Three Imaginary Girls

Seattle's Indie-Pop Press – Music Reviews, Film Reviews, and Big Fun

Astronomy for Dogs seems like a fitting name for the first album by the Aliens because pedigree has so much to do with disc. The Aliens are the remains of the now-defunct Beta Band – well, at least part of them – and the first post-Beta Band work put out by any of the members. With the sort of critical and popular success the Beta Band received, the Aliens have a lot of live up to considering their lineage. Unfortunately, although Astronomy for Dogs has its moments, it also has a lot of moments that aren’t that impressive, making you want to reach for your copy of The Three EPs rather than taking the Aliens out for a walk again.

I really tried to give the Aliens a break and not dwell on the Beta Band. They are an entirely new band with new directions, but hey, I’m sure Paul didn’t get off scott-free once he started putting out Wings records. However, Astronomy for Dogs just starts out of the wrong foot with “Setting Sun." The Aliens seem to fancy themselves as a 60’s rock band, pretty much copping the melody from “California Dream," speeding it up and adding trite lyrics. It comes across like Primal Scream whenever they think they’re the Rolling Stones: a bad tribute band. It's hard to wash the taste of “Setting Sun” and its unnecessary guitars flourishes out of your mouth.

It is interesting, though, to see the schism that is apparent on Astronomy for Dogs. On one hand, the Aliens seem to want to be a rock band. On the other, they want to be the Happy Mondays in their hey-day. After berating the listener with “Setting Sun,” the Aliens follow it up directly with “Robot Man,” a tried-and-true Manchester-influence electro-dance-rock-funk song that might have more of that Beta Band magic, but not much. Instead, you have to wait for “I am the Unknown” to get back to the rich melody and psychedelic harmonies that we loved in the Beta Band. (Sidenote: it is also a little much that two songs in a row have repeated use of the phrase “I am the ______.”) “I am the Unknown” is definitely more satisfying than the tributes that preceded it. “Rox” is a sibling to “Robot Man” but with a lot more substance to it, both borrowing heavily from the Mondays without just sounding derivative (it should be note, though, that on “Rox,” the Aliens, for some reason, break into the chorus of “Robot Man,” not only betraying the similarity between the songs, but begging the question why we need both of them to exist).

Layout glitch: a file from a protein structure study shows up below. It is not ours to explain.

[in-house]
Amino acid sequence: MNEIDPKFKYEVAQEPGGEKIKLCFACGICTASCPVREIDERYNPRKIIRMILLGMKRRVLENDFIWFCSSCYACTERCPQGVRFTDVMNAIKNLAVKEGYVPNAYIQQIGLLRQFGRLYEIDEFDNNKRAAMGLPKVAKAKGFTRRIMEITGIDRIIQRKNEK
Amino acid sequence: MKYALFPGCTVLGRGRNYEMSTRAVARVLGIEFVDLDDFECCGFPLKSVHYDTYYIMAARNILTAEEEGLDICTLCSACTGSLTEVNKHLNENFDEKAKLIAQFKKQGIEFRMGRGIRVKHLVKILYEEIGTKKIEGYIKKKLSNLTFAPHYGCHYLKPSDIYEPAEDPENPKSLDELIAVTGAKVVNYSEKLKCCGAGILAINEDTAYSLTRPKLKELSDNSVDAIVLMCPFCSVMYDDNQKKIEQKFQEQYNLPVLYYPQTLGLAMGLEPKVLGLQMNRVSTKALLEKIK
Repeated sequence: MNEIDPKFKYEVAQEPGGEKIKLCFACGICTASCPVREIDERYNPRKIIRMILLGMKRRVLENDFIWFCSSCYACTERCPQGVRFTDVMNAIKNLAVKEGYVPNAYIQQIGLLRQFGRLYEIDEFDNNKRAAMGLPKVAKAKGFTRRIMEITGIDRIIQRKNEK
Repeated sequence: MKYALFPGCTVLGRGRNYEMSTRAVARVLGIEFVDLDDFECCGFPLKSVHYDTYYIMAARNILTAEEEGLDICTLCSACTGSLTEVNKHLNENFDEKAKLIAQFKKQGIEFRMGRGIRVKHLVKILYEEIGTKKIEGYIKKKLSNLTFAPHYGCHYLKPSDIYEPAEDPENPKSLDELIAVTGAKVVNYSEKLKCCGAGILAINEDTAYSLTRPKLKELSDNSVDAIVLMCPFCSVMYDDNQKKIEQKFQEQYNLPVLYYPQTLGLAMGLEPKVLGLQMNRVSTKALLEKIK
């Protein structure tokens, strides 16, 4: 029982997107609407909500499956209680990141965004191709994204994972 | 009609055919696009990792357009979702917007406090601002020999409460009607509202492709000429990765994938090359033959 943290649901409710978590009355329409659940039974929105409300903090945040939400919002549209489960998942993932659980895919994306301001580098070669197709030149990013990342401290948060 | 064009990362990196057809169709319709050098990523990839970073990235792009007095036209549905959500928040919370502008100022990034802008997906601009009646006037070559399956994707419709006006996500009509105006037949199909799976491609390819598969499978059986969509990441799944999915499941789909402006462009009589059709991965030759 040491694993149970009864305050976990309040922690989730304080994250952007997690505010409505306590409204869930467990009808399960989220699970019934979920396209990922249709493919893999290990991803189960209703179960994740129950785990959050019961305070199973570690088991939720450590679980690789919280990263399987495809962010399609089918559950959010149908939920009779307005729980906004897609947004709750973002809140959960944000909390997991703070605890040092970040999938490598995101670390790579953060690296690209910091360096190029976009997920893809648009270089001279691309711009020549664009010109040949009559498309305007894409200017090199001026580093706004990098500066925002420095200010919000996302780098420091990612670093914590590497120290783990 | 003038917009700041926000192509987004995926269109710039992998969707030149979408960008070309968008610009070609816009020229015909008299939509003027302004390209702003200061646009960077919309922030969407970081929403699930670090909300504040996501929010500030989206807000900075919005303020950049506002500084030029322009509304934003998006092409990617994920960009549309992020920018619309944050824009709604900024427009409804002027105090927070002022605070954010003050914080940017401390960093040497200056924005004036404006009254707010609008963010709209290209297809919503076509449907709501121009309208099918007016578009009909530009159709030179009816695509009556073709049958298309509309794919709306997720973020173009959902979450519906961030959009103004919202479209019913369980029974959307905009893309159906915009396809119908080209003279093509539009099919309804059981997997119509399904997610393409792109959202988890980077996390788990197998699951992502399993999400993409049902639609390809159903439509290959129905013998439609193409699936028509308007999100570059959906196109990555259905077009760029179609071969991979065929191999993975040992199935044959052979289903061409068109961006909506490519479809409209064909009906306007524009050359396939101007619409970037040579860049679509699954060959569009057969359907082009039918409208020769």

Where you might be starting to hear the sound that the Aliens should follow might be on “Tomorrow,” a track that has a bit of a Beatles-meet-the-Byrds feel to it without sounding like the Beta Band (mostly). It is infectious and melodic – and what I hope is a sign for the future of the Aliens. “Only Waiting” has touches of this charm, but dabbles a little too much in the mimicking their influences rather than playing off them. “Glover” also takes this “modern 60’s” route and with a little more success, staying a little more playful but it just goes on for far too long, clocking in at healthy 8:23. Unfortunately, most of the album is not populated by such songs. Instead, we get “Happy Song” with sounds like it might have been recorded as an afterthought and thrown on the album anyway.

The Aliens might be suffering from the success of their progenitor. People expect a lot from any band borne out of the Beta Band, and sadly, Astronomy for Dogs just doesn’t deliver. Instead, it feels sort of thrown together, a pastiche of styles and influences that obviously folks wanted in the Beta Band but never had a chance to do. Instead, Astronomy for Dogs, although does have fleeting moments of clarity, comes across as a muddled mess that doesn’t ever catch the listener for long enough to make an impression.